Coding Like Curiosity – Part 3: Software Design and Conclusion

This project was completed on April 30th. That was the date that I presented this senior project to the students and faculty at NSU (Northeastern State University) in Tahlequah, OK. This post will serve as an overview of the software design and wrap up for this project.

image GUI design demonstration

Above is the GUI itself in action. (Remember, all of the code can be accessed here.) This piece of software served as a link between the laptop and robot. It was used to control movement by providing a method to start and stop, as well as speed controls. In addition to these functions, the GUI displays important information about the status of the robot. Battery status, link time, and sensor reports are shown textually and graphically for better UI.

Here’s an overview of the interactions between the pieces of software.

image Software design overview

This graphic details how the software communicates and achieves the goals of the robot. A very interesting aspect of this project was that the nilRTOS use resulted in a 10-fold decrease in worst-case time-since-link. By carefully scheduling and prioritizing the threads, the robot was extremely quick to respond to objects, edges, and commands.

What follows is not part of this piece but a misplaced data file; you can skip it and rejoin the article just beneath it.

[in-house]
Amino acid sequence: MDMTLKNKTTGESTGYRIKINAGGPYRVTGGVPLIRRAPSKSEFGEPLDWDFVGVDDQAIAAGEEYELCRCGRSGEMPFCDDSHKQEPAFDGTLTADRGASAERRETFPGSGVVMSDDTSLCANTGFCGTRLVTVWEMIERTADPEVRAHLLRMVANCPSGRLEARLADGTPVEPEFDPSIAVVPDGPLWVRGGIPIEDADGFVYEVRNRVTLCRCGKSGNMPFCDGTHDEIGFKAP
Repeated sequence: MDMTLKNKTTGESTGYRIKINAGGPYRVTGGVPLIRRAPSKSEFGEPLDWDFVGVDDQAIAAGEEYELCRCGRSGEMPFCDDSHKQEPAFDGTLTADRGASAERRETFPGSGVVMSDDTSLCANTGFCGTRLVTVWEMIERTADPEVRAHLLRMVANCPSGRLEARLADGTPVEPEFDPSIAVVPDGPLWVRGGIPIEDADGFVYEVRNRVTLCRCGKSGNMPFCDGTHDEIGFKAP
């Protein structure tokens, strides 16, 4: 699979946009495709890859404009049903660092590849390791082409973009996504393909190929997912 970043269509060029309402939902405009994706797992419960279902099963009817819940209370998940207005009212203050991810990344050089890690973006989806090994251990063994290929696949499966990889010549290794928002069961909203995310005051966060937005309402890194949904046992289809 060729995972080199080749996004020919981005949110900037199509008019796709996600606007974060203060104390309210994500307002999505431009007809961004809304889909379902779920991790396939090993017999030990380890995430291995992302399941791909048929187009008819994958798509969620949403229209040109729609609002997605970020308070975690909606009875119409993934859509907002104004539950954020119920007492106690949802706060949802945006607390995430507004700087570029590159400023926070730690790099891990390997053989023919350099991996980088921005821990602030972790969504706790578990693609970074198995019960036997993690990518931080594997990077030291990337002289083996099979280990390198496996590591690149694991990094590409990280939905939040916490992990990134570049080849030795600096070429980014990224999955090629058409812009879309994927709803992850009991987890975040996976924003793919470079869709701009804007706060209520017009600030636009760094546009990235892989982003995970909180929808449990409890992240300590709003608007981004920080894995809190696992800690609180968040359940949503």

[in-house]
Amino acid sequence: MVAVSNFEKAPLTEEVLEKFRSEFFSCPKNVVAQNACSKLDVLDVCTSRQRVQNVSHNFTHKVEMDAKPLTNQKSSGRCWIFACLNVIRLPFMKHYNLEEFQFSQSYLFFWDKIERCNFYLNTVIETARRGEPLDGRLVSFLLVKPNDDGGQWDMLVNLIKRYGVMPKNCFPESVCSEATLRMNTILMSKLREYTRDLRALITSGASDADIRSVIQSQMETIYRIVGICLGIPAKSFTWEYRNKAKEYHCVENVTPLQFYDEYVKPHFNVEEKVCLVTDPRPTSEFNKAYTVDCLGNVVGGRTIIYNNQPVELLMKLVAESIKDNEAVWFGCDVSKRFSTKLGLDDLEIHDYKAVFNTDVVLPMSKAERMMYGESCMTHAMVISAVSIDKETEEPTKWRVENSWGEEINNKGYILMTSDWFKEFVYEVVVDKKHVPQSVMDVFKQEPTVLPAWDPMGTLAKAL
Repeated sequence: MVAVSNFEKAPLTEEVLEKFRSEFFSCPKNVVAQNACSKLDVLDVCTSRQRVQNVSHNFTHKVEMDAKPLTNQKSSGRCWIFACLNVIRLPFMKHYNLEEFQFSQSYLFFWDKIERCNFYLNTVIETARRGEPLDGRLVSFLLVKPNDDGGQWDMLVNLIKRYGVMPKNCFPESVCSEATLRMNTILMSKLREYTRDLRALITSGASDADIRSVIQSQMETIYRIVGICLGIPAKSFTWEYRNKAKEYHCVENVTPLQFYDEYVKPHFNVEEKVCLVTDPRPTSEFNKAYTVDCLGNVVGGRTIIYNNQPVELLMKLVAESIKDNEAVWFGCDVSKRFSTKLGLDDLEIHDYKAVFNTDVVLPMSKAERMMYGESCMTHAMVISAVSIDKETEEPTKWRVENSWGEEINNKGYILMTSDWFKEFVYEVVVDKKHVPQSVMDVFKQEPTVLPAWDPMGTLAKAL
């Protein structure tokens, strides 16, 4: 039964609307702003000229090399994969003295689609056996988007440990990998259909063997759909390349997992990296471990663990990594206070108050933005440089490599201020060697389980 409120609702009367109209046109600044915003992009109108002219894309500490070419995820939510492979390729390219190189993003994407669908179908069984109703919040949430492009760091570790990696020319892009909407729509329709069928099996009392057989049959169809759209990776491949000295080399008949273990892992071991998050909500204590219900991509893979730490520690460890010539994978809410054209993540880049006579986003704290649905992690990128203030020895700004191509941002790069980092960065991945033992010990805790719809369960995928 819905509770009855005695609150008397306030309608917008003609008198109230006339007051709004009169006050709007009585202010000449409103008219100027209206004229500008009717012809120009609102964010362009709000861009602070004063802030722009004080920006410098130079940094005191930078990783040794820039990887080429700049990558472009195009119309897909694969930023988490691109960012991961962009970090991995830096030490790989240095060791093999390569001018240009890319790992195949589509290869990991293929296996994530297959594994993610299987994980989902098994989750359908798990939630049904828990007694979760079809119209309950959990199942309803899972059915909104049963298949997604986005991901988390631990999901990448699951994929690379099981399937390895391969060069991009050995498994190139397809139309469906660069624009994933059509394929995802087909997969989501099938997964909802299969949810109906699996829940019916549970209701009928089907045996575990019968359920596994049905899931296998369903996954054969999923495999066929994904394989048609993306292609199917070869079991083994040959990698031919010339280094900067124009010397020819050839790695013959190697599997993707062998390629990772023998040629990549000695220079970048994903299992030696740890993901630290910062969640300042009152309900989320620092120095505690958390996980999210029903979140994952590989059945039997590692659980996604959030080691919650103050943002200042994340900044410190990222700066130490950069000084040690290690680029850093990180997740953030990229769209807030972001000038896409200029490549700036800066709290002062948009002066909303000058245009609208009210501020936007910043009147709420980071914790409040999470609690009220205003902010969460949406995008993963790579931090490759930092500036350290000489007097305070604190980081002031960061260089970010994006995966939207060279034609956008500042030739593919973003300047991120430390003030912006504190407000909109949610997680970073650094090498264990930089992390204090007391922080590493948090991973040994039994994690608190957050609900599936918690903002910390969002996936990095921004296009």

I certainly learned a lot from this project. When I began it, I knew nothing about Arduino, Real-time operating systems, Processing, or robotics. I was able to learn how to solder, read sensors, and integrate this all into a platform that communicated over bluetooth. This project truly serves the purpose of this blog. Learning more about science through coding and creating projects. I hope to complete many more projects like this one.

Thank you so much for following along for this project.

Written by David Keck on 19 May 2014